Zurich, Switzerland, and an afternoon free between flying in and taking the train to St Anton in Austria. I remember the email that I wrote in the coffee shop that I found. It was one of the more memorable of my coffee explorations, where I would pinpoint a new independent coffee shop on the map and wander into a new district to find it.

This was a trip to look at the Zillertal area above Mayrhofen, Austria, scouting for a new route for Alpine Exploratory. After St Anton I continued by train to Innsbruck and took buses for a day’s walk above town, then moved on to Mayrhofen. A part of my visit was to find a good hotel and in the course of four nights and four different hotels I found three that were excellent and one that was exceptional. At the end of my trip I stayed in Kufstein, a small Tyrolean town, before two nights in Vienna.. again each in a new hotel. I walked all across town, as I have done on my other three visits to Vienna.

Work through the medium of email was carrying on in the background and this particular week was one of highs and lows. Two situations in particular were ongoing and it happened that both resolved themselves, to my immense satisfaction, on my Viennese day. I remember that evening in particular and the feeling of being emboldened to go for the strudel and custard.

I knew the shape of my trip in advance, as in the list of towns, even hotels, that I would stay in. I did not know which images would pass through my mind during the trip, the shape and colour of the hills, the viability of the trail I was investigating, the weather, the look and feel of those trains that were new to me, the qualities of the hotels all of which were new to me too, and those new streets and restaurants that I would choose. More often than not, my work trips result in at least one moment of total surprise – running for a bus in a remote valley, for example – that give me a jolt and a feeling of exhilaration as I take it all in.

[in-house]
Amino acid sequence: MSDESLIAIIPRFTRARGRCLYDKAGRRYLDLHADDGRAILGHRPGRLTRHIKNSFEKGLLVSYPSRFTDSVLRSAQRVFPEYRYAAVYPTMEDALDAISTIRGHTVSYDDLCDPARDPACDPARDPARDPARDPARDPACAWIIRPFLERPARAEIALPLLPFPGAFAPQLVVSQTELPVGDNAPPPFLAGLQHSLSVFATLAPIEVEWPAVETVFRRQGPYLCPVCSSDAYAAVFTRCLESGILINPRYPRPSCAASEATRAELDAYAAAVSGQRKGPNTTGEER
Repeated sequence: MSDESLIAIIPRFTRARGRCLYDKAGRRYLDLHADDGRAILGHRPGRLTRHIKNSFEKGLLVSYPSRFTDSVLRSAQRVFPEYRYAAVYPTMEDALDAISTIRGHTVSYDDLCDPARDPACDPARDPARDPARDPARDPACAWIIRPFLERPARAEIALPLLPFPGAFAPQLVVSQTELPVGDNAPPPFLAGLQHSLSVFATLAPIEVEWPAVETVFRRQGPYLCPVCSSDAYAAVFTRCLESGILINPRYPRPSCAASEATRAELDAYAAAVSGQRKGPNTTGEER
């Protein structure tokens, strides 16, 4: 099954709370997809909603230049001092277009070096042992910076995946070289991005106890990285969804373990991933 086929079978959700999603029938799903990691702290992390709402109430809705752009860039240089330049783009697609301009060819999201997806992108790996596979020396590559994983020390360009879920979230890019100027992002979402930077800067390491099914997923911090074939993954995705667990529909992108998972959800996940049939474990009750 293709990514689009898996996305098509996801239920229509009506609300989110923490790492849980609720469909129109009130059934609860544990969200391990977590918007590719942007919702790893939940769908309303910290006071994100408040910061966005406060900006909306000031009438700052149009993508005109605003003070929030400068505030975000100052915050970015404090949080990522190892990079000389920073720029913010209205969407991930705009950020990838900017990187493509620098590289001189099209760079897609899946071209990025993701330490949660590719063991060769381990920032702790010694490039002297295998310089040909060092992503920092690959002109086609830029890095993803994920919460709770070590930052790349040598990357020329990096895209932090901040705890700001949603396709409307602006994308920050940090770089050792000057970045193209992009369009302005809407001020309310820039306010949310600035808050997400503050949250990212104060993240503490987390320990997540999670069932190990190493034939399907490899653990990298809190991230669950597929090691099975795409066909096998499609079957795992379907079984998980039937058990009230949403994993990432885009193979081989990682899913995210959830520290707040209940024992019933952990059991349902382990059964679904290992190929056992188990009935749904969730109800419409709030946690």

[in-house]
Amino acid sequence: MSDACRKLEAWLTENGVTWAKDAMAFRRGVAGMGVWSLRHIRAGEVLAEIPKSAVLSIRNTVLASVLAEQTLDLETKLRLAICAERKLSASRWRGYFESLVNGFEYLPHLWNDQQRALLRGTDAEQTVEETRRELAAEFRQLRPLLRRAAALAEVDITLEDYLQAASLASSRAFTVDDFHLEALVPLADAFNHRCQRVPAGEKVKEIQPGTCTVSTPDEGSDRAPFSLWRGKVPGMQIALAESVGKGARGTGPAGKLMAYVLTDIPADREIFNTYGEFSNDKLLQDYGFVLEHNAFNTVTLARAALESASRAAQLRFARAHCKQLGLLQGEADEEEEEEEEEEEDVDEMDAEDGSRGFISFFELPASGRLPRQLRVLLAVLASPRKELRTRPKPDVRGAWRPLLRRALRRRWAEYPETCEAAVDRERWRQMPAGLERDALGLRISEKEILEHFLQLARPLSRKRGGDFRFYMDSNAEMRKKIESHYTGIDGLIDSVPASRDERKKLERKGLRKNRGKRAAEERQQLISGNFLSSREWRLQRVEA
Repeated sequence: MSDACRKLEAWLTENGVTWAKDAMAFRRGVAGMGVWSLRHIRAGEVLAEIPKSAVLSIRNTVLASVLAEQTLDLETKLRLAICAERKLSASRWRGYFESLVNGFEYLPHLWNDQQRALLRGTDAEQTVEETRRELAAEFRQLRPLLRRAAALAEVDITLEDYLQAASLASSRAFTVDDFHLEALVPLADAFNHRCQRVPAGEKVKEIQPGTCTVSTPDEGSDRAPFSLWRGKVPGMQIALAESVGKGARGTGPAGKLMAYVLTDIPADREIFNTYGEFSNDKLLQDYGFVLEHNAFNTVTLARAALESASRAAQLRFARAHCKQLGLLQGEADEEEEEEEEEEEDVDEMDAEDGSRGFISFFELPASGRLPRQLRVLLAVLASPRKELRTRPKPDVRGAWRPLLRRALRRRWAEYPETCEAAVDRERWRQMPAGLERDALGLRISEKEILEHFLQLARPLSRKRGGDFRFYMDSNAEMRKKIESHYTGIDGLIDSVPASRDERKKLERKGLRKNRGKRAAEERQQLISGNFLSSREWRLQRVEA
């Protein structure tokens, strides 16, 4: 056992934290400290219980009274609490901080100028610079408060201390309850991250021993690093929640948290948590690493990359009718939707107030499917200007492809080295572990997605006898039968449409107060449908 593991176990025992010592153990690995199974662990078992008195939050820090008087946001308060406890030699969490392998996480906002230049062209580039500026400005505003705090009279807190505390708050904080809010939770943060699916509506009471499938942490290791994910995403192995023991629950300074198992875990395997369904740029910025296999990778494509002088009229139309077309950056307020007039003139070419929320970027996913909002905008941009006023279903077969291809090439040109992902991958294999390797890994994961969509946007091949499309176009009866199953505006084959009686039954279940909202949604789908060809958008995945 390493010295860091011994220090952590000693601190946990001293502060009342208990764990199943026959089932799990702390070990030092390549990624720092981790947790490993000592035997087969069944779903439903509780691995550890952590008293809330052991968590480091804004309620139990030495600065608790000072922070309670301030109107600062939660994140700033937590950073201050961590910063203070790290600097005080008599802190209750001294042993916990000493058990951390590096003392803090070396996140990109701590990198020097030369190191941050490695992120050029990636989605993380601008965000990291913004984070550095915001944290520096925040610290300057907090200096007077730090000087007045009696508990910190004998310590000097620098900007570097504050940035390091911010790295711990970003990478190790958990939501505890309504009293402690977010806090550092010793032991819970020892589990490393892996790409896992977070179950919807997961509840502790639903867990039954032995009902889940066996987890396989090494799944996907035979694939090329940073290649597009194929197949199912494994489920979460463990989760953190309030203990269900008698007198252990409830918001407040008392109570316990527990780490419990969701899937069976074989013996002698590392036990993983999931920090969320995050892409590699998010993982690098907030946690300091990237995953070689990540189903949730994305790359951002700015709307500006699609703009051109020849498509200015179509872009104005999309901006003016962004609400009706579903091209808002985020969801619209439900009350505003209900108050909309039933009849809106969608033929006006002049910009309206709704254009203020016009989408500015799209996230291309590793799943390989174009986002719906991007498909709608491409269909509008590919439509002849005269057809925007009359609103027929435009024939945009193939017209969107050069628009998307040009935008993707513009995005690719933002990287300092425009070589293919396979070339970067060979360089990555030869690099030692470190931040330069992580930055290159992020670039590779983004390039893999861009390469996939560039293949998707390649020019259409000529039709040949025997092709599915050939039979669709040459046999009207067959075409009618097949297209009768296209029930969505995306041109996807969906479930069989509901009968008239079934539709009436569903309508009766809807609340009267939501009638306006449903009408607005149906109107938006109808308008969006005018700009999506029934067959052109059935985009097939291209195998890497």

What is it about this trip that I am enjoying so much? It’s the same element that is essential to all trips, to all years, months and ideally weeks of my life as lived when free to travel: the element of not knowing what comes next. Humans live on earth and find a mixture of, on one hand, security and comfort at home, and on the other hand adventure and enterprise at large. Some of us lean towards home and some of us need more adventure than others.

“Stay outside. Travel as much as possible.” This edict would cause great distress, and hasn’t the opposite had the same effect?

Life is fine-tuned

Eastcastle Street in Fitzrovia, London, that patch bounded by Oxford Street (East of Oxford Circus) and Tottenham Court Road. It is the central London bustle of people’s dreams. It could be Soho to the South East or it could be parts of Clerkenwell, Mayfair or Bloomsbury. A restaurant, a sandwich shop, a gallery, a pub, a workplace whose purpose is hard to fathom on first glance. There is always a purpose; it’s just that people and businesses are so inventive that there are so many purposes to them, and that the casual observer cannot re-invent everything that has been invented by so many people.

It’s lunchtime. On the street, workers in shirt sleeves – this is not a particularly formal part of central London, as it goes – rush for lunch. Who knows what they are all doing? Above the shops and offices at street level are brick buildings finished with stone, all different as is the London style, a fabulous creation borne not of one person’s vision but of the sum of a million people’s endeavours in entirely separate directions.

One office catches my eye, perhaps because it looks like a supercharged version of the office I worked in during my first real job. It would be the office chosen to show a perfect working life in a film: London or New York, busy, colourful, purposeful, cool. Certainly white desks, certainly phones alive with quick commerce.

To a substantial proportion of workers, this is the world of work. I suspect that most workers in that office that I saw, absolutely love it and regard it as a large and flattering part of their being.